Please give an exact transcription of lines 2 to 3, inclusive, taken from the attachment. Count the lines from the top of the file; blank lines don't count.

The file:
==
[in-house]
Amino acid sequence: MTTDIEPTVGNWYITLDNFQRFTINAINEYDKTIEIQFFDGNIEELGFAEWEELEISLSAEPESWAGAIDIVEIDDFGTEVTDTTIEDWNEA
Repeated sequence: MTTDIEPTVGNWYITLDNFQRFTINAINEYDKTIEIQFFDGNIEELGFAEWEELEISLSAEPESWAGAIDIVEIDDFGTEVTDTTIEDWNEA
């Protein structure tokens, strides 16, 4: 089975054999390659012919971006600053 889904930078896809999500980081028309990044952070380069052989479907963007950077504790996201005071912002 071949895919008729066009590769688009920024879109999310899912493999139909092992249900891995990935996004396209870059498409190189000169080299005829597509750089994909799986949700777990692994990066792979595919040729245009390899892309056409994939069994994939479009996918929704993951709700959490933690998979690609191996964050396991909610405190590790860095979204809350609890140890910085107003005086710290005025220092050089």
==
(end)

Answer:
Amino acid sequence: MTTDIEPTVGNWYITLDNFQRFTINAINEYDKTIEIQFFDGNIEELGFAEWEELEISLSAEPESWAGAIDIVEIDDFGTEVTDTTIEDWNEA
Repeated sequence: MTTDIEPTVGNWYITLDNFQRFTINAINEYDKTIEIQFFDGNIEELGFAEWEELEISLSAEPESWAGAIDIVEIDDFGTEVTDTTIEDWNEA